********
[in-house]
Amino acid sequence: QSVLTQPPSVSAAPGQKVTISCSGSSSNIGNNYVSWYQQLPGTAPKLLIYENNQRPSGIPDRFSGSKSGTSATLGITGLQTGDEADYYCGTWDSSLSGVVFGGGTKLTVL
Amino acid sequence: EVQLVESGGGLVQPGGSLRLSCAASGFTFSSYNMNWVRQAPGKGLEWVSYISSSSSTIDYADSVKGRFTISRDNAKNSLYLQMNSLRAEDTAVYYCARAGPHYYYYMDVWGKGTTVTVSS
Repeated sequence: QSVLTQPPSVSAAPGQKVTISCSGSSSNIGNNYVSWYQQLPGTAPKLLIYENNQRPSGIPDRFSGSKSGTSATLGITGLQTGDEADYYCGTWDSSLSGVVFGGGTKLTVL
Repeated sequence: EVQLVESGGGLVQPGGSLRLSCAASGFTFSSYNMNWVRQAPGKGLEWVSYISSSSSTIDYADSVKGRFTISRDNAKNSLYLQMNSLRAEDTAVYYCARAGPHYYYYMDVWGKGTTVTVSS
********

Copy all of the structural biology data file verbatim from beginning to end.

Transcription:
[in-house]
Amino acid sequence: QSVLTQPPSVSAAPGQKVTISCSGSSSNIGNNYVSWYQQLPGTAPKLLIYENNQRPSGIPDRFSGSKSGTSATLGITGLQTGDEADYYCGTWDSSLSGVVFGGGTKLTVL
Amino acid sequence: EVQLVESGGGLVQPGGSLRLSCAASGFTFSSYNMNWVRQAPGKGLEWVSYISSSSSTIDYADSVKGRFTISRDNAKNSLYLQMNSLRAEDTAVYYCARAGPHYYYYMDVWGKGTTVTVSS
Repeated sequence: QSVLTQPPSVSAAPGQKVTISCSGSSSNIGNNYVSWYQQLPGTAPKLLIYENNQRPSGIPDRFSGSKSGTSATLGITGLQTGDEADYYCGTWDSSLSGVVFGGGTKLTVL
Repeated sequence: EVQLVESGGGLVQPGGSLRLSCAASGFTFSSYNMNWVRQAPGKGLEWVSYISSSSSTIDYADSVKGRFTISRDNAKNSLYLQMNSLRAEDTAVYYCARAGPHYYYYMDVWGKGTTVTVSS